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If you’re thinking about becoming the family caregiver, you probably have questions and maybe even a few doubts. Getting support from your siblings and family is key, but so is finding out about all the resources you might have available to you.
Here are five questions to ask various people in your life to get the most caregiver support you can.
Ask Your Family: How Will You Support Me?
Before you jump in to the job of caregiving, make sure you let your family know you expect their help and support. You can do this by simply asking them for ideas on how they can help you.
If your family responds with, “Well, we’re far away and you live by mom” or “We’re not millionaires either, you’re going to have to figure it out” then you’ve got some educating to do. Every family member can help, regardless of where they live or how much money they have.
For instance, let your family know what they can say or avoid saying to help support you emotionally. Or give them suggestions on they can help you when they come to town for a visit. There are plenty of things you can do to enlist the help of your siblings, so if they shy away from volunteering, offer some suggestions.
Ask Yourself: What Do I Need to Be Successful at This?
Adding the task of caregiving to your life means something else will have to give. Will you ask your kids to help? Get some outside assistance?
Figure out how you can successfully manage the stress and responsibilities that come with being a caregiver. Do you need to schedule things like massages? Alone time? Think about it ahead of time and make a point to get the resources you need.
It’s important to note that even if you’re the sole caregiver, you can and should ask for help. You don’t need to go it alone or feel as if you’re not entitled to vacations or time away. Being a caregiver is a lot like being a parent. You still need to care for yourself so you can take care of someone else.
Ask Your Healthcare Provider: What Resources Are Available?
You’d be surprised at the amount of help available in various forms (from meals on wheels to visiting nurses), even if you’re budget is limited. Start with your parent’s regular doctor, and ask about assistance.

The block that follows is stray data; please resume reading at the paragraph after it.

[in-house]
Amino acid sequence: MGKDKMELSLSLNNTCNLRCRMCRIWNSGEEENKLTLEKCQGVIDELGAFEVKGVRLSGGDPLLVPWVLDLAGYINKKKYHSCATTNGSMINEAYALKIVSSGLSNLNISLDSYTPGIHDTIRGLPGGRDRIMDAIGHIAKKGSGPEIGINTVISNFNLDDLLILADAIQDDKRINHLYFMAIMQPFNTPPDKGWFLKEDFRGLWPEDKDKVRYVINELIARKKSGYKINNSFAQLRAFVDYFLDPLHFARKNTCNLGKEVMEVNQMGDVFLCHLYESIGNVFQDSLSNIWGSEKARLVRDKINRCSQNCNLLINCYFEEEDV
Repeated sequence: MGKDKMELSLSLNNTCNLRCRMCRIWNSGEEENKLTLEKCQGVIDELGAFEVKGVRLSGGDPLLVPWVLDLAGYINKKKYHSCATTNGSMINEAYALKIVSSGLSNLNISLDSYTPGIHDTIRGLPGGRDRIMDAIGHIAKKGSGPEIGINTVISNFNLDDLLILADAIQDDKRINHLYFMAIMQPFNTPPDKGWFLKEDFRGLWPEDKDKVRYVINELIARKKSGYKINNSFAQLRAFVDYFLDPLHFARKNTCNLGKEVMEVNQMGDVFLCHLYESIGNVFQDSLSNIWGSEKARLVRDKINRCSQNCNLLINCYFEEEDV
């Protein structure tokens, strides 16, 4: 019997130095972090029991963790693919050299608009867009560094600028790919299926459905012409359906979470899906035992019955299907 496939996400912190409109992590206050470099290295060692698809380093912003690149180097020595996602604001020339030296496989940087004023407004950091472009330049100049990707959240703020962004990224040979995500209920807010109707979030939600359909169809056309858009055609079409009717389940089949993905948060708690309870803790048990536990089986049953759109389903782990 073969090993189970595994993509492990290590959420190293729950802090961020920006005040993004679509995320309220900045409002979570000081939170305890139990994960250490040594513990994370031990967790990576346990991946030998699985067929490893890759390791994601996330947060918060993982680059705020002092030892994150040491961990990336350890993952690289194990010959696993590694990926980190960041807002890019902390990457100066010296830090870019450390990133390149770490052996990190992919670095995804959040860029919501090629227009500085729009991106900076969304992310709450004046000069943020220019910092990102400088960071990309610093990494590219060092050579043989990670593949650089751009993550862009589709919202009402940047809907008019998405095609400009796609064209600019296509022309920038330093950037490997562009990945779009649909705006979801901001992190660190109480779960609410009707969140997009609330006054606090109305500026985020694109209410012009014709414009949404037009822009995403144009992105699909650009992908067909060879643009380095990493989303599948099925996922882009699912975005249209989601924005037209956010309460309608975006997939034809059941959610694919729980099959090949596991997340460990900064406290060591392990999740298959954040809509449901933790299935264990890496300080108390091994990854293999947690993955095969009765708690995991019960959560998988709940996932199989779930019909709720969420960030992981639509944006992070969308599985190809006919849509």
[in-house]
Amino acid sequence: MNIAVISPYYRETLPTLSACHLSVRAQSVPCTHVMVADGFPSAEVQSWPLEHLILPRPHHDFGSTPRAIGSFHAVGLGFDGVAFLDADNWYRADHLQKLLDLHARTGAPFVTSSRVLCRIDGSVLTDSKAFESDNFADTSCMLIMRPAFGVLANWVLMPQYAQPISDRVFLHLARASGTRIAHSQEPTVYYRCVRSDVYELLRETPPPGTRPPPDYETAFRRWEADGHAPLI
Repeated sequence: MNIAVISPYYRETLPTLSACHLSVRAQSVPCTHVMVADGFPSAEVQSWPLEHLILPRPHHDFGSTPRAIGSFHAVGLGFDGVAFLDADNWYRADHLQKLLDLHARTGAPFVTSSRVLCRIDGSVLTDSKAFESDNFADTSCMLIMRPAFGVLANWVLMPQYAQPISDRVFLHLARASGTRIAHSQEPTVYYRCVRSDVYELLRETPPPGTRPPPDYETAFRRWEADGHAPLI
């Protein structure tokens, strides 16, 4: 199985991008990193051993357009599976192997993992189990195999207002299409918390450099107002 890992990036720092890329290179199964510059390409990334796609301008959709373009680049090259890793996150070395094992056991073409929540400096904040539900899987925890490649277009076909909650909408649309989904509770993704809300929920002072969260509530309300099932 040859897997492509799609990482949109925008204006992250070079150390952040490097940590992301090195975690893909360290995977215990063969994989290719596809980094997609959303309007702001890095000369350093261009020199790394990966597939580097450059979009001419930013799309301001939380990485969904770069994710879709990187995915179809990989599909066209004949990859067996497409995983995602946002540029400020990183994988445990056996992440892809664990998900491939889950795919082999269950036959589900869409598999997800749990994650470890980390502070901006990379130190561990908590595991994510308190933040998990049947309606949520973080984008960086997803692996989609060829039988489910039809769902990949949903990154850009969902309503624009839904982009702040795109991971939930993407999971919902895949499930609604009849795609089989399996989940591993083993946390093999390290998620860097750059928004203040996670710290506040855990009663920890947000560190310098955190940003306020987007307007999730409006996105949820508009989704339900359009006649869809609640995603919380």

There are also resources available online, like these.
- Medicare Caregiver Resources
- VA Caregiver Support
- Family Caregiving Support
- Government Caregiving Support
Ask Your Spouse and Children: How Will You Help Me Adjust and Assist Me?
Caregiving affects the whole family, not just the caregiver alone. Talk with your family about expectations both of you may have when it comes to the amount of time, money, and attention that you’ll be spending as a caregiver.
You’ll have a much better chance of balancing your family time with caregiver responsibilities if you have an honest discussion ahead of time. This is the time for your family to step up with chores and meals, help with activities and doctor’s appointments, and give you the emotional support you need.
Ask Your Parents: How Can I Help You the Most?
Most importantly, ask the person you’ll be caring for what they need from you in order to live their life to the fullest. Your caregiver responsibilities will change as time goes on, and your parents may have a lot of questions about your current relationship with them and how it may change.
Caring for someone while still honoring their independence is a challenge, and can only be achieved with patience and communication. Talking with every member of your family and examining your own fears and expectations will help you as you move forward into this new challenge of your life.